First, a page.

It is imperative that we find a fix for these issues as soon as possible. The news out of Springfield will not be good for many that rely on the state of Illinois for funding. However, there are essential services that must be maintained in the interests of working families and public safety. As the situation develops in Springfield, I will continue to keep you updated. 


Traveling Office Hours in Anna: 

On Wednesday, April 1, my staff and I will be available for satellite office hours at the Shawnee College Extension Center in Anna from 1:00 – 3:30 PM. To set up a time for an appointment, please call my office at (618) 242-8115. I hope to see you there!

Scholarship Opportunities: 


COUNCIL OF WOMEN LEGISLATORS
: The Conference of Women Legislators is currently taking applications for COWL Scholarship pursuing an undergraduate degree. The COWL Scholarship seeks to maximize educational opportunities for all income levels by offering tuition assistance to female students 25 and older. 


Applications are due by April 15, 2015 and must include an application form, two reference letters, your personal background, transcripts and other notarized documents. Full details and application forms are available at www.cowill.com. For more information, interested applicants can also email COWL at cowl.ilga@yahoo.com.


SARA ELIZABETH STUBBLEFIELD FOUNDATION SCHOLARSHIP: The family and friends of Sara Elizabeth Stubblefield have established a foundation for the purpose of creating a scholarship to honor her life and her advocacy that “not another moment will be lost to seizures”. The scholarship is a one-year, $2000 award. To qualify, applicants must be under a physician’s care for epilepsy (also called seizure disorder), be a college-bound or vocational/technical school bound high school senior, and be a resident of the state of Illinois. 


For more information or to find application information for the Sara Elizabeth Stubblefield Foundation Scholarship please visit:


Epilepsy Foundation of Greater Southern Illinois – www.efgreatersil.org or the Epilepsy Foundation of Greater Chicago – www.epilepsychicago.org.

Springfield….State Rep. Terri Bryant (R-Murphysboro) received unanimous support from the House Transportation Vehicles & Safety Committee Wednesday for  legislation she is sponsoring to help widows and widowers deal with expensive transfers of car titles. Bryant says this legislation was drafted at the request of a constituent who experienced the hardship upon the death of her husband.

“I am proud to have received unanimous support for this bill. I introduced HB 3797 to help cut down on the expensive transfer of a vehicle title when someone’s spouse dies. Right now, this costs the surviving spouse $95. When we add an amendment to this legislation a littler later in the process, that fee will drop down to $15, making it much more affordable,” Bryant said.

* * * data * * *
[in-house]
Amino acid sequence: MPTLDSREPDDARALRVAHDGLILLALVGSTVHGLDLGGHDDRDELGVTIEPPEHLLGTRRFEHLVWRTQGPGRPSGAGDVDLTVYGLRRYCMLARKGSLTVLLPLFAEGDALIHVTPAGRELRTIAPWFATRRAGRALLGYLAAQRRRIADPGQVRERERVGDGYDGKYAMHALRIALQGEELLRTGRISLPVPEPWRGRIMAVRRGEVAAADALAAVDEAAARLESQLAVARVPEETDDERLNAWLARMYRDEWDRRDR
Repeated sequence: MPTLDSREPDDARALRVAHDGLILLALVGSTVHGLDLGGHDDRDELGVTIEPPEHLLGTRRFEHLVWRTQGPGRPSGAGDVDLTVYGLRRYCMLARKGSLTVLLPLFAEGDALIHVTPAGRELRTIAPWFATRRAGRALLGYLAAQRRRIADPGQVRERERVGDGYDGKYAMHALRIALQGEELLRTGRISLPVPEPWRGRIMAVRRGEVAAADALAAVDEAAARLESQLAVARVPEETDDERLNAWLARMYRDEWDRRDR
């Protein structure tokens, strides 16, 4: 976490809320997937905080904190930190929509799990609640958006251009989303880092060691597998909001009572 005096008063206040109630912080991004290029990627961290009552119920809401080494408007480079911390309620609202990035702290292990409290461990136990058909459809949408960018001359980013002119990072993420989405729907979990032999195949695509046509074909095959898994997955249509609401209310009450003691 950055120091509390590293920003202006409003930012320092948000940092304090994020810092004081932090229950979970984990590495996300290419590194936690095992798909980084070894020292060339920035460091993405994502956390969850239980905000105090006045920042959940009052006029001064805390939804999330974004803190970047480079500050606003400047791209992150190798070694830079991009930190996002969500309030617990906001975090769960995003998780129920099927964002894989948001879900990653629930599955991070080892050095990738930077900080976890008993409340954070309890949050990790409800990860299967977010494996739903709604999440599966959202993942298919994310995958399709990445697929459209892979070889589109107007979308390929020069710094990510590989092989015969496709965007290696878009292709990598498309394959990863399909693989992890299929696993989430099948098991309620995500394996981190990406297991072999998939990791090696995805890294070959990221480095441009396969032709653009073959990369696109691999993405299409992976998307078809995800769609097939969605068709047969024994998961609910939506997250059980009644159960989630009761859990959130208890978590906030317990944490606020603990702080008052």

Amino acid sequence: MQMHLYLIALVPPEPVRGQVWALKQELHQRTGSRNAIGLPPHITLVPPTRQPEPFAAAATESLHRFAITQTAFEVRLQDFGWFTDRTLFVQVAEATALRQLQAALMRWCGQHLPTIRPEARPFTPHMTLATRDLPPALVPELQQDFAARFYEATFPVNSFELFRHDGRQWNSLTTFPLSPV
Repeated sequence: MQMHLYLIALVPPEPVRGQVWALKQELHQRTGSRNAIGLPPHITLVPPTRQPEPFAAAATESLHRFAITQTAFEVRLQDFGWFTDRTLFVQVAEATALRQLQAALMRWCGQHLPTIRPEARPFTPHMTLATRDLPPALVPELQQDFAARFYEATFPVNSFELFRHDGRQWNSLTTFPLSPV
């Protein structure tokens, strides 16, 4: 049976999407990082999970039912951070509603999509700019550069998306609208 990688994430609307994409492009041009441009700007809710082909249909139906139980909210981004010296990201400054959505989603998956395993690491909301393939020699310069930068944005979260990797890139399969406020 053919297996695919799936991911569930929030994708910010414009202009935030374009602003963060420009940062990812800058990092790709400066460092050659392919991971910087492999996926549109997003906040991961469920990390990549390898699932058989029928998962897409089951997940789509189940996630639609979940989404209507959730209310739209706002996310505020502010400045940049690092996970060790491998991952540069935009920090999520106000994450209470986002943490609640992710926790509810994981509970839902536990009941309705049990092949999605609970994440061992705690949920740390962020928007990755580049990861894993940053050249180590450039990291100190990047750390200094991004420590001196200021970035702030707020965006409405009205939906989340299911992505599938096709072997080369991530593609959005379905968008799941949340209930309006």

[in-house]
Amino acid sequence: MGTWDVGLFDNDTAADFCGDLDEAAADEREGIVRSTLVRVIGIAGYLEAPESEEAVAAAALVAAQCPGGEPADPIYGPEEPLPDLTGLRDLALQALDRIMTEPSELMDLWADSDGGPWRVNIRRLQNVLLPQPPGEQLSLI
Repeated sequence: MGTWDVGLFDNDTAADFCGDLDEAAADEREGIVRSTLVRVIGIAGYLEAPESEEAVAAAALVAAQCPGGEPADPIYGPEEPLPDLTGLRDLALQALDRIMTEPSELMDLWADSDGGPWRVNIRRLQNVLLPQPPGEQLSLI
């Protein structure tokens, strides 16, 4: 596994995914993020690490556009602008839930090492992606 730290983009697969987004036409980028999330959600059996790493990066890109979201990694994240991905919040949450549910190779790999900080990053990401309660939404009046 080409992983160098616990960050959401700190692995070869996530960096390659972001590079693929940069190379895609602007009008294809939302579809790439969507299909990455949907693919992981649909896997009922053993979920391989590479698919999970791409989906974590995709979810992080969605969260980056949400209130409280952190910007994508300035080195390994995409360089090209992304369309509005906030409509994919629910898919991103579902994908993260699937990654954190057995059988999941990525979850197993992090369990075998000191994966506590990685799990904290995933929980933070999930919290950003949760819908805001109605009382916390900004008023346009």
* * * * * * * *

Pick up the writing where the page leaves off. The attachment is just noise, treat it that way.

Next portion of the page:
Bryant says she will now focus on pushing the measure through the House and Senate and ultimately to the Governor’s desk. 


“This legislation offers a much needed cut to costs experienced by individuals dealing with the death of a spouse,” Bryant said. “It also responds to a specific concern expressed by a constituent. As legislators, I think we have a responsibility to be proactive when constituents come to us with a hardship.”


HB 3797 now moves to the House of Representatives for consideration.


To contact Rep. Bryant, please visit www.repbryant.com and follow the Contact link. You may also call her district office at (618) 242-8115 or email her at Bryant@ILHouseGop.org.  



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Rep. Bryant presents HB 3430 to members
of the House Agriculture & Conservation
Committee Monday. The bill passed 19-0.
Springfield….State Rep. Terri Bryant (R-Murphysboro) received unanimous support for her first piece of legislation to pass through an Illinois House committee. Bryant is the chief sponsor of HB 3430, a bill designed to assist prospective oil and natural gas drilling companies with the complicated application process.

The bill would require the Illinois Department of Natural Resources to provide a letter of explanation to businesses that are denied a permit to begin drilling for oil or natural gas. Currently, after a 20 day time period passes, applications are automatically denied and no notification as to why is provided. Rep. Bryant explained the hardship this causes for small business owners and prospectors.
“We have entrepreneurs willing to risk private capital in the effort to create jobs and increase our oil and natural gas production. When the State denies exploration permits now, they provide no notification as to why, and small business owners and employers are forced to pay more in application fees and wait long periods of time for direction from the Department,” Bryant said.
“HB 3430 is a measure designed to provide clarity to potential oil and gas drilling businesses by requiring that a letter stating where their application has fallen short be sent to them in a timely manner.”